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What We Style When We Style Acidity

‘This espresso has a pronounced malic high quality, that provides strategy to a tartaric acidity as it cools…’

If you’ve attended a Brewers’ Cup competition, you’ve probably heard some variation of this speech. You might even be familiar with the taste of some of the organic acids commonly found in coffee — citric, malic, lactic, acetic — and confident that you can tell them apart in a blind tasting.

Baristas presenting a coffee to competition judges often use individual organic acids as flavour descriptors

New research published this week, however, suggests that the levels of many of the organic acids found in brewed coffee are so low as to be essentially undetectable (Birke Rune et al 2023). The findings suggest that the type of acidity you taste in your coffee depends on more than just what acids are present. In other words, if you taste a ‘malic acidity’ in your coffee, it’s most likely not only malic acid that you’re tasting.

Morten Münchow and Ida Steen from CoffeeMind teamed up with researchers from the University of Southern Denmark to investigate how much of the acids that we like to name-drop are actually present in brewed coffee. They also tested whether coffee professionals can taste the difference between citric and tartaric acid in a brew. Their findings challenge a lot of the assumptions we make about how the different acids in coffee affect the flavour.

They found that, at the levels of acid typically found in brewed coffee, coffee professionals weren’t able to correctly identify any of the organic acids in a taste test. In fact, for acetic, lactic, and malic acids, the levels found in the coffee they brewed were so low that they were below the detection threshold, i.e. they can’t be detected at all.

According to the researchers, their findings call into question the methods widely used throughout specialty coffee for training and testing sensory skills. Even for lightly-roasted, specialty beans, the levels of most organic acids found in the brewed coffee are much lower than the levels used in the Specialty Coffee Association (SCA) and Coffee Quality Institute (CQI)’s sensory tests, for example.

In a further upset to our preconceived ideas about acidity, the researchers found the lowest pH — and the highest concentration of citric acid — in the Brazilian coffees they tested. The Kenyan coffees, meanwhile, had less citric acid and a higher pH, despite the fact that most of us baristas would consider Kenyan coffees to have a very high perceived acidity.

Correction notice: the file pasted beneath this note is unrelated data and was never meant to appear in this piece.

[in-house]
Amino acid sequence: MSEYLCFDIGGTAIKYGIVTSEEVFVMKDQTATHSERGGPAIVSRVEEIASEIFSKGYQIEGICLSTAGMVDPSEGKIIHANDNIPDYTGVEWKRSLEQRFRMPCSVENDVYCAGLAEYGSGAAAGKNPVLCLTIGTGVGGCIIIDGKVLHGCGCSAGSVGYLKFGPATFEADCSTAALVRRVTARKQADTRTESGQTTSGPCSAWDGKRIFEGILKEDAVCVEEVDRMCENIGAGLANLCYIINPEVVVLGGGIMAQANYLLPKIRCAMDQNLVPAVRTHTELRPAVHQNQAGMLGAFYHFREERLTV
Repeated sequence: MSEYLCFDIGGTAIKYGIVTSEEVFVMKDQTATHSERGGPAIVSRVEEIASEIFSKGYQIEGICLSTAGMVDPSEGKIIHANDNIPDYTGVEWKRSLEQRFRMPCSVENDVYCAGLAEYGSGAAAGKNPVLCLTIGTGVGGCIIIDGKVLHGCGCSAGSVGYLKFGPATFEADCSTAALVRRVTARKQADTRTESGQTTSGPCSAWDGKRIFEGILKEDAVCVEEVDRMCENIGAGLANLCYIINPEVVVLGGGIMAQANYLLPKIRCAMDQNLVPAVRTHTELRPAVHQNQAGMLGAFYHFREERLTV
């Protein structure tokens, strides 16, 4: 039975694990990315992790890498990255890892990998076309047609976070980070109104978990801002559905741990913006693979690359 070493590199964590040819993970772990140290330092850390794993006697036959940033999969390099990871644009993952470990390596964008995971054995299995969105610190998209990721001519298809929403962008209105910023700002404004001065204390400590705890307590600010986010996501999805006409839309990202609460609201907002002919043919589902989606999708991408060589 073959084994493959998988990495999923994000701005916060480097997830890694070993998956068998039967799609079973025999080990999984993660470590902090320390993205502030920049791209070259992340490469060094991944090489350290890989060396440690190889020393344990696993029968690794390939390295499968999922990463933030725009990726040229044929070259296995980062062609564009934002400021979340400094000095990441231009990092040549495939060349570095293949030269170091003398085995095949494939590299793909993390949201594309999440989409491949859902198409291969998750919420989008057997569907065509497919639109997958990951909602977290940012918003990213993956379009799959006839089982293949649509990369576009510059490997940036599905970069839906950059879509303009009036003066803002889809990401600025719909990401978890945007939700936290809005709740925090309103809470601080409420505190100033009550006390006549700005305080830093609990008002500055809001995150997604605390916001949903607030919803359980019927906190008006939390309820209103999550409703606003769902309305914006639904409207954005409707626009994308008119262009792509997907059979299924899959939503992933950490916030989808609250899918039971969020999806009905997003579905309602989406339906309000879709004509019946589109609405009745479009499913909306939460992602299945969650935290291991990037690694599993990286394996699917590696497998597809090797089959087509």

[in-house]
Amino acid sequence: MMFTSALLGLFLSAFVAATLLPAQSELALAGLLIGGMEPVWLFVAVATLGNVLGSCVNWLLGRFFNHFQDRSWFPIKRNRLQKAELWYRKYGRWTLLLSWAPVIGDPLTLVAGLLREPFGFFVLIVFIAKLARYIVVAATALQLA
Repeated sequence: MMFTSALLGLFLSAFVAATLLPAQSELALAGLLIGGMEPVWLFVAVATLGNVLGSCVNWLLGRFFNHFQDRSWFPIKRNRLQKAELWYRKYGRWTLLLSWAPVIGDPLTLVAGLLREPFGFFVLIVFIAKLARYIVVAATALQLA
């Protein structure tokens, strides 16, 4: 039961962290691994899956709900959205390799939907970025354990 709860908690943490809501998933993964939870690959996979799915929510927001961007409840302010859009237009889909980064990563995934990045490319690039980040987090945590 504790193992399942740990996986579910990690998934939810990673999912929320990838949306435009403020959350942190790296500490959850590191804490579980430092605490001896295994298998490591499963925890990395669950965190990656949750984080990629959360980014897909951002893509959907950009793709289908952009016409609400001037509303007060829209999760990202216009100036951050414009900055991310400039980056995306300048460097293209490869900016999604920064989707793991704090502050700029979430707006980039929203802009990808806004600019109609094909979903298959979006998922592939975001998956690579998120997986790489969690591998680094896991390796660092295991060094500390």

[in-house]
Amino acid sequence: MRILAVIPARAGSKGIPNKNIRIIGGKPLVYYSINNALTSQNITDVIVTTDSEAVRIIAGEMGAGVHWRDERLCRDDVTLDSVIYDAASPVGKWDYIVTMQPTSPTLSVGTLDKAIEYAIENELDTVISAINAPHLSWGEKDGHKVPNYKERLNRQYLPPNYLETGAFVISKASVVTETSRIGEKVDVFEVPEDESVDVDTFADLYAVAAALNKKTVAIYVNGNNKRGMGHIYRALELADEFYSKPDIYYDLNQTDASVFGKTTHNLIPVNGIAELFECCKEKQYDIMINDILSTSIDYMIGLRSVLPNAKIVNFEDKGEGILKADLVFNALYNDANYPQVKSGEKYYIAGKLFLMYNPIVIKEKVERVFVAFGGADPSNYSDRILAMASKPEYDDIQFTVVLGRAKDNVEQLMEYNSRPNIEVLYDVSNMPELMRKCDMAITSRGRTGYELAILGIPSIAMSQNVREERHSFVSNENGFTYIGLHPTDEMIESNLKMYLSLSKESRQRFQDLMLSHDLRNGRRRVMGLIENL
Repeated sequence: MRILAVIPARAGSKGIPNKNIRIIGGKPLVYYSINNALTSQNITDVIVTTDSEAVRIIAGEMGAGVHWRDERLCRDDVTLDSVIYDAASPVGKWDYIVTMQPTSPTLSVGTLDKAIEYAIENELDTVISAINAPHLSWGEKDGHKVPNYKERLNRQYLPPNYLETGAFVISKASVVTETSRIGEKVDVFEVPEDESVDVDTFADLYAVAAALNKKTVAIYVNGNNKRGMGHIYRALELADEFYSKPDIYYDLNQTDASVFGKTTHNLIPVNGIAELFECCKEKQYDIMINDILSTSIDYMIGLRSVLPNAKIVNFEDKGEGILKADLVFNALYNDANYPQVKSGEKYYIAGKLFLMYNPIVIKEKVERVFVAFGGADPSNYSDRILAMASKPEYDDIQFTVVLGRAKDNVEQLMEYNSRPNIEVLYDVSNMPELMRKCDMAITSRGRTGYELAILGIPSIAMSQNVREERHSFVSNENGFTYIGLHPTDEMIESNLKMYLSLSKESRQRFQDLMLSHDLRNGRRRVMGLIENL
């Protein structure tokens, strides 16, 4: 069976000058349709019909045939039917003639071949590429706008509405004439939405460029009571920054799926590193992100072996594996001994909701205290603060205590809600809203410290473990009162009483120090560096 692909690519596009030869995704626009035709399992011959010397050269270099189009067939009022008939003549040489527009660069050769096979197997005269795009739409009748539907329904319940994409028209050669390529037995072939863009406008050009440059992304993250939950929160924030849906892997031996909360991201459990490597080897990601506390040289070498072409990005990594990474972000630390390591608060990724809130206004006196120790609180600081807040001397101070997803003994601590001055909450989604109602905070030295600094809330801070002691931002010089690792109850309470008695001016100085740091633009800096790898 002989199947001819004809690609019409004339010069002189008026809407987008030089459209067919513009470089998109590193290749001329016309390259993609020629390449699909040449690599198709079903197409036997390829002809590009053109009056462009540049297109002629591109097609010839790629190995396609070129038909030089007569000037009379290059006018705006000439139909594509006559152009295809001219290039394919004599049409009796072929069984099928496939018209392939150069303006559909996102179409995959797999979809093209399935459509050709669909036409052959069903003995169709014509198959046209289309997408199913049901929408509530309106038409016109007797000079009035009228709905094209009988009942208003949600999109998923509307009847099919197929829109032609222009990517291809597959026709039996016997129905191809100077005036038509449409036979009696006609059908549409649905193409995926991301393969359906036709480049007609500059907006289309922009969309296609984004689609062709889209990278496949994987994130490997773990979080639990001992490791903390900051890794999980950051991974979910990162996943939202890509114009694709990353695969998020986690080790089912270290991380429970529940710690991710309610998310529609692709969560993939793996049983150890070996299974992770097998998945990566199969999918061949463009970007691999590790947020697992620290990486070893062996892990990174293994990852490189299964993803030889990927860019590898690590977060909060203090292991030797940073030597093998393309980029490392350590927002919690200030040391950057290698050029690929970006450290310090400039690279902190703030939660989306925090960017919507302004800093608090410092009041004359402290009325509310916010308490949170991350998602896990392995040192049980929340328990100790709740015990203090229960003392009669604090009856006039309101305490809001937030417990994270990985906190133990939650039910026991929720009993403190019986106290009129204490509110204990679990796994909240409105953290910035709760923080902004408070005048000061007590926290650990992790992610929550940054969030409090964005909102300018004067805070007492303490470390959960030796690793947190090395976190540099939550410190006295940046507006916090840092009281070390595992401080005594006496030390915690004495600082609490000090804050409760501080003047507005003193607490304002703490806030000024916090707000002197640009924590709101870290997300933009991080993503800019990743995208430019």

The Acid Tests

The standard protocol for testing the ability to taste acids in coffee, used by both the SCA and the CQI, is to ‘spike’ brewed coffee with organic acids. The SCA uses citric, malic, lactic, and tartaric acids in the test for Sensory Skills Professional, while CQI tests citric, malic, acetic, and phosphoric acids as part of the Q grader exam.

Acidity is an important part of every grading system for coffee

In each case, trainers add 0.4 grams of each acid to a litre of brewed coffee (or 0.5 grams in the case of lactic acid). For the CQI course, the trainer spikes two cups out of four and asks students to spot which two cups have the acid added (the ‘matched pairs’ test). The SCA qualification goes a step further, by testing the ability of students to identify which acid has been added.

The intention of the tests is that the amount of acid added should be detectable — in fact, the SCA instructions explicitly tell the trainer to ‘adjust to taste’ if necessary, to ensure that students will be able to taste the difference between the cups.

However, with the exception of citric acid, the researchers found that the concentration of each of these acids is much lower in brewed coffee than the level used in the SCA and CQI tests. They tested five different specialty coffees: two Brazilian pulped naturals, two Kenyan washed coffees, and one washed coffee from Bolivia. For each coffee, they tested three different roast levels, within the lighter range of roasts common to specialty coffee.

Light roasted, specialty coffee should be pretty acidic — but out of the acids tested by CQI and SCA protocols, only citric acid reached the level (0.4 grams per litre) used in the tests. Two other important acids — chlorogenic and quinic acid — were present in higher concentrations, but their contribution to flavour is still being debated, and they are not included in common sensory tests.


The Detection Threshold

Sensory tests for acidity are based on the assumption that common organic acids have a significant effect on the coffee’s flavour, and help distinguish different coffees. But many of those acids are undetectable at the low concentrations found in brewed coffee.

The researchers spiked brewed coffee with different amounts of each acid, and tested them on a group of coffee professionals — in this case, bar managers from renowned Copenhagen roastery Coffee Collective, all of whom had had previous training on recognising organic acids, as well as an intensive 30 minute training immediately before taking the test.

They found that at the concentrations found in coffee, the baristas could not identify which acid was which in the tests. In fact, for most of the acids it was not even possible to detect that any acid had been added at all. When tasting acids in plain water, rather than in brewed coffee, the tasters fared little better — only correctly identifying acetic acid.